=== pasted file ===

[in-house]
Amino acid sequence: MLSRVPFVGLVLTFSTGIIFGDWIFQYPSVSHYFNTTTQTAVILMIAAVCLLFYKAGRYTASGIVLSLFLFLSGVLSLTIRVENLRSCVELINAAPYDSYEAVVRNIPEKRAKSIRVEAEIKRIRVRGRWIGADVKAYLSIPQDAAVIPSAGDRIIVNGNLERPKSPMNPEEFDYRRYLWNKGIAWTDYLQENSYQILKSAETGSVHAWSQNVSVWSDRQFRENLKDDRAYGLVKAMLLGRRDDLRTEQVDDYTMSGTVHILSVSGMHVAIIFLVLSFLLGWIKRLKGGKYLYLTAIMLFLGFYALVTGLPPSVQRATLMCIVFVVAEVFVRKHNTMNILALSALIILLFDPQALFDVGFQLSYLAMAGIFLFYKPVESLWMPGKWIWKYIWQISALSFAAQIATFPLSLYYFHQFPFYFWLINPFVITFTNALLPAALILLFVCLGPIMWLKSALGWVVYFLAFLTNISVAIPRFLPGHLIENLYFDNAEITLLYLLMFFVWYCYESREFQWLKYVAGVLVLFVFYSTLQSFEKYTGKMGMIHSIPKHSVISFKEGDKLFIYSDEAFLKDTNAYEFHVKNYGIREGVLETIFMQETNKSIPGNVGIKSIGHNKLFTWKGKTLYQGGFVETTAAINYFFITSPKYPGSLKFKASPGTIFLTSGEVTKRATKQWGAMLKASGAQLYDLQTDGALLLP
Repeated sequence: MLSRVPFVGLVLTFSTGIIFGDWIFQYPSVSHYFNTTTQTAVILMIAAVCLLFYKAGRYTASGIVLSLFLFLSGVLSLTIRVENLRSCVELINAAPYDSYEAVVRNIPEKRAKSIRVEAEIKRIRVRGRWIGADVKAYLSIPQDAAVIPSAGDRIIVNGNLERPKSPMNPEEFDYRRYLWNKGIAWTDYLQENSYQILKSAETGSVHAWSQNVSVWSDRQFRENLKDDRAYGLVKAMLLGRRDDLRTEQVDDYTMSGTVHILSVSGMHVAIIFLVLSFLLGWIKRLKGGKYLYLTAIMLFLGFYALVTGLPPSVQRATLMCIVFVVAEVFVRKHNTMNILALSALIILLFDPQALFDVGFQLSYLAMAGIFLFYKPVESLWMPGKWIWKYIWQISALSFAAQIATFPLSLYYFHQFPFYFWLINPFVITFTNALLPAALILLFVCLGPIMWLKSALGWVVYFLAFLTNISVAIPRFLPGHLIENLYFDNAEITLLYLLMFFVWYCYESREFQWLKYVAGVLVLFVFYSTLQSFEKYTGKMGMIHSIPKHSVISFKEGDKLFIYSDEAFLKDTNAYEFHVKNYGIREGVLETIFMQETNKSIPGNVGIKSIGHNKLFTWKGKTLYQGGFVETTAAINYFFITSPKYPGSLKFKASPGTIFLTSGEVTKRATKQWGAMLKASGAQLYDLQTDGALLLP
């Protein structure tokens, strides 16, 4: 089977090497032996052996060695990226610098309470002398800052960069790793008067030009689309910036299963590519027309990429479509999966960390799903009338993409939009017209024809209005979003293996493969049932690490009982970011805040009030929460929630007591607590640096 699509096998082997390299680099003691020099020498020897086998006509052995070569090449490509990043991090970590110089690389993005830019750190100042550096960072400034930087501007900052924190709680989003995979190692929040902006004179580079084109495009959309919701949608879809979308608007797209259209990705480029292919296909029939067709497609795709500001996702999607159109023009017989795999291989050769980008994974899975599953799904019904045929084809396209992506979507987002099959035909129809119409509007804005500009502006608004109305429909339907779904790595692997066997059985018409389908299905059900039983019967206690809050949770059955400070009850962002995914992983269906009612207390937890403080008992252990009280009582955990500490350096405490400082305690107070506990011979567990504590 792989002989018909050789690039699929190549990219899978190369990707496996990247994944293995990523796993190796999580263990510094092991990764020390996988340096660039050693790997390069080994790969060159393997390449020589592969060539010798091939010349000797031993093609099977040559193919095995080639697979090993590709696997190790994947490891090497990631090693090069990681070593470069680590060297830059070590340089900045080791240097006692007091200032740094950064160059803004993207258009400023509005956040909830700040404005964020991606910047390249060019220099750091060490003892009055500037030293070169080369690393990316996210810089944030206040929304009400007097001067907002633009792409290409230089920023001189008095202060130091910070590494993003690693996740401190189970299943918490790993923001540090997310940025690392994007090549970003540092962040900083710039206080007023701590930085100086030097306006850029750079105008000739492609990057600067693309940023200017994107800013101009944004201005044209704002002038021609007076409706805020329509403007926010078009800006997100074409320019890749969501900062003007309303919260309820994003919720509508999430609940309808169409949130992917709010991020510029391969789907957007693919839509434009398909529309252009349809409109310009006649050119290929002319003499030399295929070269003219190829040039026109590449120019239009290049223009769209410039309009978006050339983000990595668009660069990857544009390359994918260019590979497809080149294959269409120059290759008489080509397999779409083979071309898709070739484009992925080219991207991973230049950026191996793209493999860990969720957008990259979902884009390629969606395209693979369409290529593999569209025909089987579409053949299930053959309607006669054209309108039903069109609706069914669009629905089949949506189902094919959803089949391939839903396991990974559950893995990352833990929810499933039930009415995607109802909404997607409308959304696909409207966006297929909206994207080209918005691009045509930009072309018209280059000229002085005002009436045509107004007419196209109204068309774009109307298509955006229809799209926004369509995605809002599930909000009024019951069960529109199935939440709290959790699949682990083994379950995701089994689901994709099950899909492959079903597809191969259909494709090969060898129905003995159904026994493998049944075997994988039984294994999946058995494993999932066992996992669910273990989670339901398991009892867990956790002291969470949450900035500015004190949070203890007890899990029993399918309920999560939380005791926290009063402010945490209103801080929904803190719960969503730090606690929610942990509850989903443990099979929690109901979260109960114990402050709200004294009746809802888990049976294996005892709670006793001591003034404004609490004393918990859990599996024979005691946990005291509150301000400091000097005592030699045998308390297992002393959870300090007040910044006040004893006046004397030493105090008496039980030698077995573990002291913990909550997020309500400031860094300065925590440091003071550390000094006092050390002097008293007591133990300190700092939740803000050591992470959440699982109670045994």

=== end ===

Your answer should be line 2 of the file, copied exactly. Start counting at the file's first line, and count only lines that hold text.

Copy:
Amino acid sequence: MLSRVPFVGLVLTFSTGIIFGDWIFQYPSVSHYFNTTTQTAVILMIAAVCLLFYKAGRYTASGIVLSLFLFLSGVLSLTIRVENLRSCVELINAAPYDSYEAVVRNIPEKRAKSIRVEAEIKRIRVRGRWIGADVKAYLSIPQDAAVIPSAGDRIIVNGNLERPKSPMNPEEFDYRRYLWNKGIAWTDYLQENSYQILKSAETGSVHAWSQNVSVWSDRQFRENLKDDRAYGLVKAMLLGRRDDLRTEQVDDYTMSGTVHILSVSGMHVAIIFLVLSFLLGWIKRLKGGKYLYLTAIMLFLGFYALVTGLPPSVQRATLMCIVFVVAEVFVRKHNTMNILALSALIILLFDPQALFDVGFQLSYLAMAGIFLFYKPVESLWMPGKWIWKYIWQISALSFAAQIATFPLSLYYFHQFPFYFWLINPFVITFTNALLPAALILLFVCLGPIMWLKSALGWVVYFLAFLTNISVAIPRFLPGHLIENLYFDNAEITLLYLLMFFVWYCYESREFQWLKYVAGVLVLFVFYSTLQSFEKYTGKMGMIHSIPKHSVISFKEGDKLFIYSDEAFLKDTNAYEFHVKNYGIREGVLETIFMQETNKSIPGNVGIKSIGHNKLFTWKGKTLYQGGFVETTAAINYFFITSPKYPGSLKFKASPGTIFLTSGEVTKRATKQWGAMLKASGAQLYDLQTDGALLLP